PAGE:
This are our list of must-read books, articles and media to expand your knowledge about wrongful conviction. Dig into the list, share it with your friends and share your thoughts with us in the comments below.
Biography and memoir
Actual Innocence by Barry Scheck, Peter Neufeld and Jim Dwyer
Innocence Project Co-Founders Barry Scheck and Peter Neufeld, who both started their careers as public defenders in the Bronx, chronicle the beginnings of using DNA testing to prove their clients innocent of crimes they did not commit. When this work began, the general public had no understanding of how many innocent people were behind bars or how post-conviction DNA testing would prove how often the legal system is inaccurate.
Prosecutor-turned-activist for the innocent and current director of the Ohio Innocence Project, Mark Godsey takes the reader inside the complexities of the human mind and reveals how psychological patterns in judges, police, lawyers and juries generate shortcomings throughout the process of investigation and trial, and result in the wrongful conviction of innocent people.
Anthony Graves was incarcerated for 18 years—including 12 years on death row and 16 in solitary confinement—before a federal court overturned his capital murder conviction in 2010. Graves shares the triumphant story of how he fought his wrongful conviction, which began in Texas when he was a poor, black, 26-year-old man and disadvantaged by a defense attorney who believed in his innocence but lacked experience in capital cases.
Just Mercy: A Story of Justice and Redemption by Bryan Stevenson
Equal Justice Institute founder Bryan Stevenson has dedicated his career to representing the most vulnerable people in the South: from a woman who was convicted of murder for giving birth to a stillborn child to Walter McMillian who became a murder suspect simply because he was in an interracial relationship. McMillian, who spent six years on death row, is played by Jaime Foxx in the film Just Mercy (premiering in limited release this Christmas Day) based on Stevenson’s book.
Picking Cotton: Our Memoir of Injustice and Redemption by Jennifer Thompson-Cannino, Ronald Cotton and Erin Torneo
In 1989, Jennifer Thompson was raped at knifepoint by a man who broke into her apartment as she slept. She was able to escape, and eventually Ronald Cotton was identified as her attacker based on an unscientific police lineup. Cotton, however, was innocent and would wrongfully spend 10 years behind bars. Following his exoneration, Cotton and Thompson formed a powerful friendship and gained insight on both the fallibility of human memory and the legal system’s flaws.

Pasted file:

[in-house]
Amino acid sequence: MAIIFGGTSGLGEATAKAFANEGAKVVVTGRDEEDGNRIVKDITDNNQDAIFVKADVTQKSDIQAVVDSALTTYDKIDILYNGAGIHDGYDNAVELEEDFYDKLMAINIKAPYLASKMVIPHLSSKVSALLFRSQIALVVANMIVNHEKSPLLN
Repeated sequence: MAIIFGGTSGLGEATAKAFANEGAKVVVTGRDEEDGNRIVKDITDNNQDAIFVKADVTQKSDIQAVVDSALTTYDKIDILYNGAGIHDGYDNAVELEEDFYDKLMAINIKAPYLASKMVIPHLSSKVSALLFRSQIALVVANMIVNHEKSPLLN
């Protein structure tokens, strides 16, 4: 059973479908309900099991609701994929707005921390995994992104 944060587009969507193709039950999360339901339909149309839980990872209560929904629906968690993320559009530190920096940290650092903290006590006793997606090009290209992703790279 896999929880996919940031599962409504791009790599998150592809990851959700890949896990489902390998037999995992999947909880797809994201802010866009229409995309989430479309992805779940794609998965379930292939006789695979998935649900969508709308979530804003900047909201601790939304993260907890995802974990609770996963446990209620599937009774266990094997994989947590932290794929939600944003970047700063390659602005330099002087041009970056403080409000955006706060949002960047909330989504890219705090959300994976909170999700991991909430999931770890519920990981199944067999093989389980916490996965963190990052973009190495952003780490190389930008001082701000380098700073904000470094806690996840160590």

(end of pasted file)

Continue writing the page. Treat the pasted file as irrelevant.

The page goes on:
River of Fire by Sister Helen Prejean
The nation’s foremost advocate for the abolishment of the death penalty shares her journey as a spiritual leader who became a powerful advocate for criminal justice reform. River of Fire tells Sister Helen’s story in the years before the events chronicled in her acclaimed book, Dead Man Walking.
Solitary by Albert Woodfox
The unforgettable memoir of Black Panther Albert Woodfox, who served more than 40 years in solitary confinement in a 6-foot by 9-foot cell, 23 hours a day, at the notorious Angola prison, a former plantation in Louisiana. Woodcox and his fellow Panthers, Robert King and Herman Wallace, were framed for the murder of a prison guard in retaliation for their demands for more humane living conditions in prison.
The Sun Does Shine: How I Found Life and Freedom on Death Row by Anthony Ray Hinton and Lara Love Hardin
Anthony Ray Hinton tells his story of three decades on death row for a triple murder he didn’t commit, and how Alabama’s legal system condemned him to death without regard for the truth because he was poor and black. The case was eventually taken to the U.S. Supreme Court by author and attorney Bryan Stevenson, and Anthony was exonerated and released in 2015. His account is a testament of forgiveness for the people who caused his wrongful conviction and a triumph for his survival in Alabama’s heinous prison system conditions.
An American Marriage by Tayari Jones
In this 2018 novel, Roy, a young executive, and Celestial, a rising artist, are a young Southern couple with big dreams until Roy is sentenced to 12 years in prison for a rape he didn’t commit. This novel uses multiple perspectives to tell the story of a family torn apart by wrongful conviction.
If Beale Street Could Talk by James Baldwin
James Baldwin’s 1974 novel was brought to life this year in the Barry Jenkins film of the same name. Baldwin writes the poetic love story of Fonny and Tish, set in 1970s Harlem. Just as they are building a life together, Fonny is falsely accused and convicted of rape, and Trish must navigate new motherhood and the corrupt criminal justice system with the help of her family.
History, Research and Journalism
Chokehold: Policing Black Men by Paul Butler
Convicting the Innocent: Where Criminal Prosecutions Go Wrong by Brandon L. Garrett
Exonerated: A History of the Innocence Movement by Robert J. Norris
Innocent: The Fight Against Wrongful Convictions by Time magazine
Invisible No More: Police Violence Against Black Women and Women of Color by Andrea J. Ritchie
Locking up Our Own: Crime and Punishment in Black America by James Forman Jr.
Misdemeanors by Alexandra Natapoff
Queer (in)justice: the criminalization of LGBT people in the United States by Joey L. Mogul, Andrea J. Ritchie and Kay Whitlock
Race and the Death Penalty: The Legacy of “McCleskey v. Kemp” by David P. Keys and R.J. Maratea
The 1619 Project by The New York Times
The Color of Law: A Forgotten History of How Our Government Segregated America by Richard Rothstein
The End of Policing by Alex S. Vitale
The New Jim Crow: Mass Incarceration in the Age of Colorblindness by Michelle Alexander
The Wrongful Conviction Reader by Russell D. Covey and Valena Beety